A Literature Review Examining the Barriers to the Implementation of Family Witnessed Resuscitation

Johnson, C. International Emergency Nursing. Published online: November 9, 2016

Highlights

  • Care provided during death significantly impacts the family’s grieving process.
  • All resuscitation efforts can be a successful if healthy grieving is promoted.
  • FWR remains highly controversial and rarely adopted in practice.
  • Numerous professional bodies call for the practice of FWR.
  • FWR can diminish doubt that all was done that could be during resuscitation events.

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Focusing on Families in the Emergency Department

Brysiewicz, P. & Emmamally, W. International Emergency Nursing | Published online: 11 August 2016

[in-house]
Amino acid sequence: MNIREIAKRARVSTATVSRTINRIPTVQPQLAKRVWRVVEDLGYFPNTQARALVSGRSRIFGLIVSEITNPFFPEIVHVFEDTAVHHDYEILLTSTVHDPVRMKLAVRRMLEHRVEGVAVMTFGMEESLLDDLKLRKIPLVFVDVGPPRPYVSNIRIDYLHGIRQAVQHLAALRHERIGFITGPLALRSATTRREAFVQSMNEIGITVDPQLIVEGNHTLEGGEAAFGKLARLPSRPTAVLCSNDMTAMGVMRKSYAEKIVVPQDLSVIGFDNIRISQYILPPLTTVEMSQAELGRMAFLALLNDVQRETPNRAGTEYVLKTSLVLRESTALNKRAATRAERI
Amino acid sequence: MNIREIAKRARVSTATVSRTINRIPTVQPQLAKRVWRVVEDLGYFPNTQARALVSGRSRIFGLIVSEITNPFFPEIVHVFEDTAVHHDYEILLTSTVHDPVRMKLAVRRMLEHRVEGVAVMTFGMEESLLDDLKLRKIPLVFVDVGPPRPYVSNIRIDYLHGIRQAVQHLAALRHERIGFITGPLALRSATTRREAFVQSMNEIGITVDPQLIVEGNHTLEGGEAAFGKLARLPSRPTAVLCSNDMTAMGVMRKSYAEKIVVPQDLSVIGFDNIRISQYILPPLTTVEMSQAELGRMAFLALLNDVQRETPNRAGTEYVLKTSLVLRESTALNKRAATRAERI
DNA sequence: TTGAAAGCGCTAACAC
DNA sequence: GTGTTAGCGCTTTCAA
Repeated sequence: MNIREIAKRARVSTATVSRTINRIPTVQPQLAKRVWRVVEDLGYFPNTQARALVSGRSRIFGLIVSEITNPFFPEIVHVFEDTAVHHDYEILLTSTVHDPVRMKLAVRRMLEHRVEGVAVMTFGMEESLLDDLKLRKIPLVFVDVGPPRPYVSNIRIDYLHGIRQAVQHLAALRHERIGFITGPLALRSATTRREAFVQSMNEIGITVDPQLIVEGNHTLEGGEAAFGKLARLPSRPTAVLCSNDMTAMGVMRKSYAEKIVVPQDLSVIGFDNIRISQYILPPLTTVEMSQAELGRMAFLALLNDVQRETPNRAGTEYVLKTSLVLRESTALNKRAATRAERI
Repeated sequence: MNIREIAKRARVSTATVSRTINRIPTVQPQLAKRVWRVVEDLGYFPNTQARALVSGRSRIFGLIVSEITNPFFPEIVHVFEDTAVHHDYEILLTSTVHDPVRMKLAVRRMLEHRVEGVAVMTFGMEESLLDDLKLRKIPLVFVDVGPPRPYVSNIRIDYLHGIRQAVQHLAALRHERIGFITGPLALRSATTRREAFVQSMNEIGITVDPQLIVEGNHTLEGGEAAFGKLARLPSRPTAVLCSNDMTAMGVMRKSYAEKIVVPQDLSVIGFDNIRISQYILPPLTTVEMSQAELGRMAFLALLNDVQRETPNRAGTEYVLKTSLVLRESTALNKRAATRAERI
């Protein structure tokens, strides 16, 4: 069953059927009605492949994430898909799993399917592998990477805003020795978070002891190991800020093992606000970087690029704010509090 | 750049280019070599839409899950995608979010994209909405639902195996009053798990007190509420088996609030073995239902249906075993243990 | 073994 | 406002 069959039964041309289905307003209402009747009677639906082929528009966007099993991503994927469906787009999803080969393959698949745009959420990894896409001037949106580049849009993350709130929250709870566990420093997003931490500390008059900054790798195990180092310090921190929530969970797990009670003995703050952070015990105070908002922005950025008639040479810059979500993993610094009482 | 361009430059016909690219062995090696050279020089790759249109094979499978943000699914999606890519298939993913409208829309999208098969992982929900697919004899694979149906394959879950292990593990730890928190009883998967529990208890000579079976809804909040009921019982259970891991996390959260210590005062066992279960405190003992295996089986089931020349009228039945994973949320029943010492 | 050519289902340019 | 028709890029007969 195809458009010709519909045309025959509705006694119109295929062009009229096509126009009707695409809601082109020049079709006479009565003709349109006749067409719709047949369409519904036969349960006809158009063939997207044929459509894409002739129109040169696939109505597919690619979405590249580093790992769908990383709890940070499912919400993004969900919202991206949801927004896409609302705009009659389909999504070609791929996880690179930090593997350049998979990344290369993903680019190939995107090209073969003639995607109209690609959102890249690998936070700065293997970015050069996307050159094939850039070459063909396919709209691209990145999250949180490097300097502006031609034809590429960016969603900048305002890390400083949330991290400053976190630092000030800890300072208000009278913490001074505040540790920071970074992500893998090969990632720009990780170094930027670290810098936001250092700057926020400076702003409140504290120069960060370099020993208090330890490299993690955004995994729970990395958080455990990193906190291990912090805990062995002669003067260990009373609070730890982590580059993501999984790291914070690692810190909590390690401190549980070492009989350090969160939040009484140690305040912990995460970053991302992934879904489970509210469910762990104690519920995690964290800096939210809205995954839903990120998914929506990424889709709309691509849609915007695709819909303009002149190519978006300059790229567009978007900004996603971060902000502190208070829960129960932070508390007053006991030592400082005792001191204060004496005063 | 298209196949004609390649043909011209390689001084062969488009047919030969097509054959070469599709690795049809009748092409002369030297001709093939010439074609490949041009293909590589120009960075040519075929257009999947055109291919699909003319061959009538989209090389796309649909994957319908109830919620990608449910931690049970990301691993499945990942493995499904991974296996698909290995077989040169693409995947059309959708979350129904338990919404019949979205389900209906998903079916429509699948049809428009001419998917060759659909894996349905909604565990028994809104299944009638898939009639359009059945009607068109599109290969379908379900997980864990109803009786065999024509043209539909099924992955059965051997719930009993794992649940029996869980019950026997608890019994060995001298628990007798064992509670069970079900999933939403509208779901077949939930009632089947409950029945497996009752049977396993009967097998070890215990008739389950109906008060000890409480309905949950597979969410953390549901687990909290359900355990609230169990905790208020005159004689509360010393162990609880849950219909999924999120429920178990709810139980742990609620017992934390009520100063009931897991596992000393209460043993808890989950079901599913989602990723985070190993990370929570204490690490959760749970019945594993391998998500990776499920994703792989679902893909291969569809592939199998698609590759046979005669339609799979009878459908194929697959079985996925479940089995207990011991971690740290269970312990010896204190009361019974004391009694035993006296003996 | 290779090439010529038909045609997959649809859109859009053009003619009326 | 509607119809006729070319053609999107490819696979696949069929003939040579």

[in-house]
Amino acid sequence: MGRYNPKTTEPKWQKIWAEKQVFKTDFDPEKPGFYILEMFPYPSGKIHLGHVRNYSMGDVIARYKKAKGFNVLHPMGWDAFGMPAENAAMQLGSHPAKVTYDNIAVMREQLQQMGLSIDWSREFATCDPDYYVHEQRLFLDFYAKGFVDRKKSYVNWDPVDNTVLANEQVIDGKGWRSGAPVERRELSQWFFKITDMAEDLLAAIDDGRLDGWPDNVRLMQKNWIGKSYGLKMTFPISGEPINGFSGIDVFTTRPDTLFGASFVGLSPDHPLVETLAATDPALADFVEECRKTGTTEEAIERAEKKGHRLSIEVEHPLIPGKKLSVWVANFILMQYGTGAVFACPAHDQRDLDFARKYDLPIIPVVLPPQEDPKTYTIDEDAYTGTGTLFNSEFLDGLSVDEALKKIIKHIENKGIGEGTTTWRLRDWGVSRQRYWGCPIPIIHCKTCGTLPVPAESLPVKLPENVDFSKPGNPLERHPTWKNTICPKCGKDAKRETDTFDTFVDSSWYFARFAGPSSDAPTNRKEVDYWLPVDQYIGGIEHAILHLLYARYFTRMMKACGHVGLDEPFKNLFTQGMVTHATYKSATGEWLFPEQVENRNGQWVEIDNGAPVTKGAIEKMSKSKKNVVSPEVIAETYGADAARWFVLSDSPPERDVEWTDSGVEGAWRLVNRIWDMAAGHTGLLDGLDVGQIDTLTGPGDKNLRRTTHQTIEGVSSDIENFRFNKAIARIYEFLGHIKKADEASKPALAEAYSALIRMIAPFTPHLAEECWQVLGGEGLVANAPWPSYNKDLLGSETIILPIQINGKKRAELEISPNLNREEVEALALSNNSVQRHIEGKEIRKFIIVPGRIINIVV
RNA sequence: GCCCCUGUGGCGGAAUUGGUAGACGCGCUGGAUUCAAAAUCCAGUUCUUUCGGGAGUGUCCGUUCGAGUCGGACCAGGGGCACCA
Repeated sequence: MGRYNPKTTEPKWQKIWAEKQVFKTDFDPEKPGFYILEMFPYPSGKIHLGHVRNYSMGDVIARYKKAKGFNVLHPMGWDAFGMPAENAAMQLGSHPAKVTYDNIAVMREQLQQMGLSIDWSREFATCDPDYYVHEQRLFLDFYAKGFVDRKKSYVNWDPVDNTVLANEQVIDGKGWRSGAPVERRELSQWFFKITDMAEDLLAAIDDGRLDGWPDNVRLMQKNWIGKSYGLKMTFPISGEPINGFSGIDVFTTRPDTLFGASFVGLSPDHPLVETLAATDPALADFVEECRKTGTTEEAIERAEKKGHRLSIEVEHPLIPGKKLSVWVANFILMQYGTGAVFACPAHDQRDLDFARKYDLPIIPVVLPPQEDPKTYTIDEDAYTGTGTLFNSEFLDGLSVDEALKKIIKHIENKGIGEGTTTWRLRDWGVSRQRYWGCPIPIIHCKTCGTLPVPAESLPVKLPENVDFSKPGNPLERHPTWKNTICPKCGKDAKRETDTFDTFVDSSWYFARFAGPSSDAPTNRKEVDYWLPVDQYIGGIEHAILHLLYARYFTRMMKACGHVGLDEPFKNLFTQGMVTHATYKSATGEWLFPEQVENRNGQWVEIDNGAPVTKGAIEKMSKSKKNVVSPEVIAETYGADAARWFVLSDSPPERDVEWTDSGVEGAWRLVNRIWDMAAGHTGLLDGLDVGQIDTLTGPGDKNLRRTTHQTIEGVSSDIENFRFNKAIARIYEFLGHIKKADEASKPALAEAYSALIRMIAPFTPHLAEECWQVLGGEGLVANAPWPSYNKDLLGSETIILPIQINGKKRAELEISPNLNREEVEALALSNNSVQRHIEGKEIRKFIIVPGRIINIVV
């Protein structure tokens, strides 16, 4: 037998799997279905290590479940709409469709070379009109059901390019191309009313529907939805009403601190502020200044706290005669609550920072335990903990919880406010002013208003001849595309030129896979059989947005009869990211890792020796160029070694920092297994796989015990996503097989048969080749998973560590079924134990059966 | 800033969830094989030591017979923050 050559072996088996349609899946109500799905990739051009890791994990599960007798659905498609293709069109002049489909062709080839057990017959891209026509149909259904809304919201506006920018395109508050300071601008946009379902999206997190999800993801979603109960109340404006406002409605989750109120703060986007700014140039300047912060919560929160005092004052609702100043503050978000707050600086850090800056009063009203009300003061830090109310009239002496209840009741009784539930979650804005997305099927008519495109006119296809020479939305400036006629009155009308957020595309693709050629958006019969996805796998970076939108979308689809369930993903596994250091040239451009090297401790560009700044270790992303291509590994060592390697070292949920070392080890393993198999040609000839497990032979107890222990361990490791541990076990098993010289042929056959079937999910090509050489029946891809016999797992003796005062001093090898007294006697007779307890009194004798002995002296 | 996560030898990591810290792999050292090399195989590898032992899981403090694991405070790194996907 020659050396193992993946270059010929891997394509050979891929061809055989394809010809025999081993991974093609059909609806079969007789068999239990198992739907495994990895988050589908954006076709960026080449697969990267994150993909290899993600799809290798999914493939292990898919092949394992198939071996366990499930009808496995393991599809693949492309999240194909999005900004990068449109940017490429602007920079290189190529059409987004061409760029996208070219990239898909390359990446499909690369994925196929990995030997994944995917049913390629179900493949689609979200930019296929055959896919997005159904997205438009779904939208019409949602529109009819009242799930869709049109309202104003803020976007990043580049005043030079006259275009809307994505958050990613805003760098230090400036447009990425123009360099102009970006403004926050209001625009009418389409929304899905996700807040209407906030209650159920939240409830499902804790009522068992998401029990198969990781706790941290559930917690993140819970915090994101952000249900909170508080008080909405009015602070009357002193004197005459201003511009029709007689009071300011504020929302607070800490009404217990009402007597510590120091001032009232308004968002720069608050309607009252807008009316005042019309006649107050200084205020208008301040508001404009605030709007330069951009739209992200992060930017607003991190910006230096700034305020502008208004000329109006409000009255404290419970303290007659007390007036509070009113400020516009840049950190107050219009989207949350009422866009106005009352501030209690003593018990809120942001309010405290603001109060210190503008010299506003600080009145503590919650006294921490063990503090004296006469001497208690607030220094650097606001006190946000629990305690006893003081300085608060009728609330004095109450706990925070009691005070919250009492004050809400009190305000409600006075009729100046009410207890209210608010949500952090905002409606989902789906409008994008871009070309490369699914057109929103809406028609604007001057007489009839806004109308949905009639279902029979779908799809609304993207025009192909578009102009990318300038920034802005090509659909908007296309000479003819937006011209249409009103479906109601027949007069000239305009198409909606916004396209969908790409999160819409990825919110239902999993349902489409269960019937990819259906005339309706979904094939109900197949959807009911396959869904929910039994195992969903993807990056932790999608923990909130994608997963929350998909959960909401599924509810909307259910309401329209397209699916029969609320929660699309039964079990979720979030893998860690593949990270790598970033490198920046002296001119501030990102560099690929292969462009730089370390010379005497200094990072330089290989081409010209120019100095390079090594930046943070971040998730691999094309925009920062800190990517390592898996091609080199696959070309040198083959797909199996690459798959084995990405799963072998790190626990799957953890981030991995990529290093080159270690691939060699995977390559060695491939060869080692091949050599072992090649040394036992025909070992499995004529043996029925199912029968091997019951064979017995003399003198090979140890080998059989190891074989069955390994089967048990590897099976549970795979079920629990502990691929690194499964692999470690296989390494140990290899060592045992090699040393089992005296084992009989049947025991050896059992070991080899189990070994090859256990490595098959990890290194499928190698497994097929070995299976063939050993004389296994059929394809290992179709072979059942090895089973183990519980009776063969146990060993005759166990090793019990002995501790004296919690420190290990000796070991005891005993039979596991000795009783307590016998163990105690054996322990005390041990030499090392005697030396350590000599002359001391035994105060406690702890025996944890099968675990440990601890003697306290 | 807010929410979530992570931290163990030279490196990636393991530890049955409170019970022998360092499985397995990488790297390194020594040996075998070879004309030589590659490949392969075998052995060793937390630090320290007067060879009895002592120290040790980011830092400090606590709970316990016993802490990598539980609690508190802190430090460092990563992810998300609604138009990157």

family-469580_960_720The focus on the family has increased steadily over the past three decades. Family care is grounded in caring for the family as a unit when a member of the family becomes ill, and is based on the premise that illness and health of an individual family member affects the family as a whole. Traditionally, a family was defined as individuals who share a biological bond with each other (Kaakinen, Gedaly- Duff, Coehlo & Hanson, 2010). Rosland (2009) identified the modern family as two or more individuals who share a relationship of significance in some way, be it biological, legal or emotional and concluded that family is defined as perceived by family members themselves – that is, the family is who the patient says they are.

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